Although the pandemic’s impact on the future of work and the office sector is still unclear, one thing that is guaranteed is the increase of remote working arrangements.
Remote working is expected to be a challenge for urban centers, but Los Angeles’ Downtown Center Business Improvement District (DCBID) says this shift could present new opportunities for the area.
“Let’s say a combination of telecommuting, flextime, and other factors reduces current office space use by 10-20%, on top of an already stubbornly high vacancy rate,” said Nick Griffin, executive director at the DCBID. “Based on existing assumptions, that’s a huge hit for current property owners, but it does open up opportunities for reimagining, reconfiguring, and repositioning those properties.”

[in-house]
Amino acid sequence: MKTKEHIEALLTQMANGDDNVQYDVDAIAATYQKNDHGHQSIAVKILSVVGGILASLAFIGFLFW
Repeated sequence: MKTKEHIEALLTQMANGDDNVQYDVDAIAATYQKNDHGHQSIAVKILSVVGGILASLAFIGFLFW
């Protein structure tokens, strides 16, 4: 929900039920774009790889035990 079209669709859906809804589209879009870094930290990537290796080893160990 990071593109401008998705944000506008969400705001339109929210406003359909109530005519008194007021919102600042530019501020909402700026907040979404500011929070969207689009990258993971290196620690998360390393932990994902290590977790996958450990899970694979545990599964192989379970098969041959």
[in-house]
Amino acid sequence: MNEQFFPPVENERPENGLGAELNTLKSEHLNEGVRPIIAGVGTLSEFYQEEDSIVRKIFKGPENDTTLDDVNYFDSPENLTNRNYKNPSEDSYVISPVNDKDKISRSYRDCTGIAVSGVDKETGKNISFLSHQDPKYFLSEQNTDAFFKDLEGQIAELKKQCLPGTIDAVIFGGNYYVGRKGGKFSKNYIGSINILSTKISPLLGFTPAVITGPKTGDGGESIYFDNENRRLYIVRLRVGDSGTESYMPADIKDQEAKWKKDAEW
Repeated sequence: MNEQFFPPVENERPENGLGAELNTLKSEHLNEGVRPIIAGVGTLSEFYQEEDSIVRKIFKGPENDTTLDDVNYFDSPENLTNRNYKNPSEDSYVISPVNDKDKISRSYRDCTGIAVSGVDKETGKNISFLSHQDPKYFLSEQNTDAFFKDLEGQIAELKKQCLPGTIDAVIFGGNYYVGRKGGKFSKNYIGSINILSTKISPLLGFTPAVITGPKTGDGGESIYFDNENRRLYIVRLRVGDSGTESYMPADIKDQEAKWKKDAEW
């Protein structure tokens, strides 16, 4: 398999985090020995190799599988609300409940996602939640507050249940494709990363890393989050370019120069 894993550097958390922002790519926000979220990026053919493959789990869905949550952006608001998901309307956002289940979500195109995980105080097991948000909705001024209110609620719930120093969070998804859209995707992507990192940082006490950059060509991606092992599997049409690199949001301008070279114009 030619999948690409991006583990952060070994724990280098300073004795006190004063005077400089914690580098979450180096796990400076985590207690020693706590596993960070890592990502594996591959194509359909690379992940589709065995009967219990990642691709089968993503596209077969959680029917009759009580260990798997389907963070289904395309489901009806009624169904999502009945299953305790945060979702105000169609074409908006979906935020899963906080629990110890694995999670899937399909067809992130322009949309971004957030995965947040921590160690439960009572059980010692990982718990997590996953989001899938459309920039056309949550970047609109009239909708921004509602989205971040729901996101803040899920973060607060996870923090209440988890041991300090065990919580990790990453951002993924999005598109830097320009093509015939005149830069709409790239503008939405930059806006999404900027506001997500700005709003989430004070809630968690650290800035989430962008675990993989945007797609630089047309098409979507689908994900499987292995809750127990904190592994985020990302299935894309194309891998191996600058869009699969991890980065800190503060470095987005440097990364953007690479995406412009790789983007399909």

Griffin added that moving to a more distributed workforce could accelerate the downtown residential population, particularly if buildings are repurposed for both office and residential uses.
After 9/11, New York City saw a huge expansion of its residential population as offices were repositioned. Then, as retail and dining made a comeback in certain areas, so did the office market. That is the trend that Griffin hopes to see in Downtown Los Angeles, as well as other areas of the country.